A great many people since then have reported ghostly activity in the great hall of both Annie and the slaves she tortured and killed. The great house sat in ruin for two hundred years but was purchased by a man in the twentieth century who built a Ritz-Carlton Hotel on the grounds and overhauled the great house. Workmen began reporting that their tools were moved, disappeared, reappeared, etc. They heard voices when there was nobody else there, they heard footsteps and the sounds of babies crying. In the tales of Annie’s voodoo practices, she allegedly sacrificed the babies of her slaves and their cries can still be heard today. Eventually the only workmen to take the job were not from Jamaica.

Once the great house was opened for tourists, they too began reporting the disembodied voices, mysterious footsteps, apparitions, physical touches and so forth. The basement was turned into a bar and restaurant for the tourists, but in Annie’s time, she used the basement to contain uncontrollable slaves. Many were killed. Shadow figures have been seen in the basement and there are reports of liquor bottles moving, as well as footsteps, all phenomenon of which is generally attributed to the slaves who were held there. Annie herself most often manifests as the sound of hurried footsteps through the hall toward the back of the house and she is also reported to try and physically seize people as they come into the house. She has also been seen riding a black horse on the grounds and wearing a green riding habit, whipping anybody who gets in her way.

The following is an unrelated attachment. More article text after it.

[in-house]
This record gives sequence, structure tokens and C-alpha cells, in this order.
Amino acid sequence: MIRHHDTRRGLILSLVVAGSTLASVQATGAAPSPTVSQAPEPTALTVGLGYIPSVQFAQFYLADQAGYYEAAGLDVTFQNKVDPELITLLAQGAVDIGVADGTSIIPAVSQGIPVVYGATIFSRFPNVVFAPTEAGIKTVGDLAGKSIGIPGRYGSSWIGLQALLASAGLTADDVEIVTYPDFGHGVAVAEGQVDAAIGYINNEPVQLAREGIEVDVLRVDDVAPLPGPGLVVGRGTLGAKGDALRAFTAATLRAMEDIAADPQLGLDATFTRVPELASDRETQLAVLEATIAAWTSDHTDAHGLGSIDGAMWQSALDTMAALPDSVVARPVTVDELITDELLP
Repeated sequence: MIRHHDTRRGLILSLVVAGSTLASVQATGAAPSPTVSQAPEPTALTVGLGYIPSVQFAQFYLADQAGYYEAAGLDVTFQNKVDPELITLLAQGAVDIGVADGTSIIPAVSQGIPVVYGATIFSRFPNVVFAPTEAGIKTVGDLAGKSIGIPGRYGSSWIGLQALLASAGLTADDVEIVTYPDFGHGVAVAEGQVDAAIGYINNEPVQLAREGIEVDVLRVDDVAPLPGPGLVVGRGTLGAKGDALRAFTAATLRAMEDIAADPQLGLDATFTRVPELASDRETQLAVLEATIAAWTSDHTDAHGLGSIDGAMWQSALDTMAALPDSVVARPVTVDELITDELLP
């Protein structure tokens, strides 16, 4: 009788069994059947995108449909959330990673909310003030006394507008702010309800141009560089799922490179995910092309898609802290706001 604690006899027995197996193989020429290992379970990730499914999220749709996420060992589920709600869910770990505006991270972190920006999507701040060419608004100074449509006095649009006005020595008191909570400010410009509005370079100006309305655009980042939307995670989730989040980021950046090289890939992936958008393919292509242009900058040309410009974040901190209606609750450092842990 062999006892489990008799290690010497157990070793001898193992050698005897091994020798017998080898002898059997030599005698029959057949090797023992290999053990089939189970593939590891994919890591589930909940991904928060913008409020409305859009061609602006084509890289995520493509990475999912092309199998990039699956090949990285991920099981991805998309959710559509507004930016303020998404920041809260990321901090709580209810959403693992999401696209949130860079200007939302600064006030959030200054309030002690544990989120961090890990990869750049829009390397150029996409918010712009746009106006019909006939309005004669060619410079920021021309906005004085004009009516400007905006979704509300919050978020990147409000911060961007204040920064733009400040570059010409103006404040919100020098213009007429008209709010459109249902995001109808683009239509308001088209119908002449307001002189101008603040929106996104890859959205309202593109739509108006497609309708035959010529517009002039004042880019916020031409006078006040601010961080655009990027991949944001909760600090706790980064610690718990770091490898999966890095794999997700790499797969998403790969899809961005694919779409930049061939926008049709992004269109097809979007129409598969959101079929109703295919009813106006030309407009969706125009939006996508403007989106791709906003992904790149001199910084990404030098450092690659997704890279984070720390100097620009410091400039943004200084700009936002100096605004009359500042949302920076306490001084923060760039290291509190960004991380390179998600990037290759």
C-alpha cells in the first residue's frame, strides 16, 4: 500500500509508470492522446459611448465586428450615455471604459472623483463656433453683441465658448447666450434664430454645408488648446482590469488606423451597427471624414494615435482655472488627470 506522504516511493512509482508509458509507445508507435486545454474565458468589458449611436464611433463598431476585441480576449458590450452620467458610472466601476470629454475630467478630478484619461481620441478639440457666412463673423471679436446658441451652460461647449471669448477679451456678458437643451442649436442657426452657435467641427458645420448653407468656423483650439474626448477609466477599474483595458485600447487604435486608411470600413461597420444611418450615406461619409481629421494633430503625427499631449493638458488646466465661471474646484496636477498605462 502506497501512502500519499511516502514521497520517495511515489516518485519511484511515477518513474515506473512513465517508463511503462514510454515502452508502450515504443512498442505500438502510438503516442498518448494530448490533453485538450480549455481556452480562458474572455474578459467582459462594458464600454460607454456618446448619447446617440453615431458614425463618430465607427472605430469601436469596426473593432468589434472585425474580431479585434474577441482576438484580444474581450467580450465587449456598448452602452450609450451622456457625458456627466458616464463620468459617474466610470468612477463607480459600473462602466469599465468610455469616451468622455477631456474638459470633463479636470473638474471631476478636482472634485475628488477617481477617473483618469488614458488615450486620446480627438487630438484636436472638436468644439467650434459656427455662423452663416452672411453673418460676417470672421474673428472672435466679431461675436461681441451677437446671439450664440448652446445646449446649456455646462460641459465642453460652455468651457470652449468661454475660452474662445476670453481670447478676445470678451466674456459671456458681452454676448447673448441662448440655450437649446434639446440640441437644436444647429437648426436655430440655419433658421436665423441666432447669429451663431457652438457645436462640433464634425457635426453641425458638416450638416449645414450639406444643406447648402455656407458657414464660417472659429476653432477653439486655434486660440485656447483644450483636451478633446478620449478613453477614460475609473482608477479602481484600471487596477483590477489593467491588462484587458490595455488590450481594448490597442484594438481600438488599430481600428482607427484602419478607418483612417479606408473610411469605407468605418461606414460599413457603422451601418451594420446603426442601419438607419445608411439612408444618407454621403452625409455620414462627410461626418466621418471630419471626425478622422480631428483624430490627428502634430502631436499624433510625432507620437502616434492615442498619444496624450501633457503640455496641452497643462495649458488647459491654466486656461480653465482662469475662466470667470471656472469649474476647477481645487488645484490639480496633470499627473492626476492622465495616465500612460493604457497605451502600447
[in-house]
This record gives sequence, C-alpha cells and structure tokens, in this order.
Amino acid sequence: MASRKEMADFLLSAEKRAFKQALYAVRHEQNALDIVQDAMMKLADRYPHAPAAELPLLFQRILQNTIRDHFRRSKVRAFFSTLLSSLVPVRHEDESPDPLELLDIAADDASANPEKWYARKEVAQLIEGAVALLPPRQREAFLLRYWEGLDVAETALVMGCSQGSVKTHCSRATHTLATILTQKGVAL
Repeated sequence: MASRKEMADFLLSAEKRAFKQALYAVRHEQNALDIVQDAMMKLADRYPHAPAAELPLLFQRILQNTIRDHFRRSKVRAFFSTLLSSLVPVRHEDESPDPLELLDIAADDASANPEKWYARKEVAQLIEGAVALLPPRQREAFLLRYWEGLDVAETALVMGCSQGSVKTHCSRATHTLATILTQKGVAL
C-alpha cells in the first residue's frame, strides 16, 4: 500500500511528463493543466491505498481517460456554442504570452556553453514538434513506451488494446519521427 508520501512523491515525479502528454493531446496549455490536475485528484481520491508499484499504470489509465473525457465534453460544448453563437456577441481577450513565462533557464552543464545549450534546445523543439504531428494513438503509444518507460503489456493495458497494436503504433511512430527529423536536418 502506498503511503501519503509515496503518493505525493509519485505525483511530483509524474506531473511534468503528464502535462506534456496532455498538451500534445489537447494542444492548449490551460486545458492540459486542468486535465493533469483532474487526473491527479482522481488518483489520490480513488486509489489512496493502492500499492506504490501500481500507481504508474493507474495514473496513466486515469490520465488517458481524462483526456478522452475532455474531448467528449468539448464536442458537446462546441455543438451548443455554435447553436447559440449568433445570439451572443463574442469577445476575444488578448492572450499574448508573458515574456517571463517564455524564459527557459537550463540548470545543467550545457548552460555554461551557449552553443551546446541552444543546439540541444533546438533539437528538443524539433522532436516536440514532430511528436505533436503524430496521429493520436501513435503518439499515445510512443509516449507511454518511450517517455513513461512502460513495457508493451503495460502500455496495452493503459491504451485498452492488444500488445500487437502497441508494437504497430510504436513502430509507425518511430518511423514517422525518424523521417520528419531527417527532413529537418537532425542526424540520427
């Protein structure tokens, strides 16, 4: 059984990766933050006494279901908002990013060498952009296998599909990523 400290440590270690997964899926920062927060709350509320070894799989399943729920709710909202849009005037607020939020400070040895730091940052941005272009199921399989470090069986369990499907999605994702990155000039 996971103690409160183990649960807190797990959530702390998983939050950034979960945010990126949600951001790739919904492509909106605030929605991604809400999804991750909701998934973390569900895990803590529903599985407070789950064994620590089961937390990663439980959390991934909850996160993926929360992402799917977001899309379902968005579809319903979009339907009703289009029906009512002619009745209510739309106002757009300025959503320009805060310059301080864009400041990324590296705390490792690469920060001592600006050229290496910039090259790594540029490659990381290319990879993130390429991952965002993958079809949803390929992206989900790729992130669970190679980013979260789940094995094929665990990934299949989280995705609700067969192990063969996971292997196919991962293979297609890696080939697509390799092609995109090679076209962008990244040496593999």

The most famous and frightening way Annie manifests is through one of the only mirrors remaining in the house that was present in her lifetime. A great deal of tourists have sent pictures to Rose Hall of this mirror with what appears to be manifestations of a woman in the reflection. Several can easily be debunked but some are chilling in what they are supposed to show. This is an example of one of the alleged ghost photos of Annie Palmer reflected in her mirror.

What do you think? Is this a woman or a trick of the light?

4 responses to “>The White Witch of Rose Hall”

  1. trickiliz13 says:

    >I really enjoyed this blog. It was very interesting. Makes you want to know more and to find out if all of the local legends are really true or not. Thanks.

  2. Sparrow says:

    >It's hard to tell with the picture, between it being so small and not being able to see the general layout of the room. Still, it's an interesting story.

    I'm curious about the folklore of the ghosts of slaveholders who had been particularly brutal to their slaves. I know of this one and the one about Madame Lalaurie in New Orleans – both women. Are there ones I just haven't heard about involving male slaveholders? I know the effect is more shocking when it's about a woman, since they were supposed to be "delicate flowers", but surely there were brutal male slave owners out there.

  3. Anonymous says:

    >This was a very interesting story. I was not aware of Annie Palmer. Rose Hall must of been a spectacular place in its time. Filled with both beauty and pain.

  4. Anonymous says:

    >Some old pics of the place before restoration and the accounts before it was restored 😉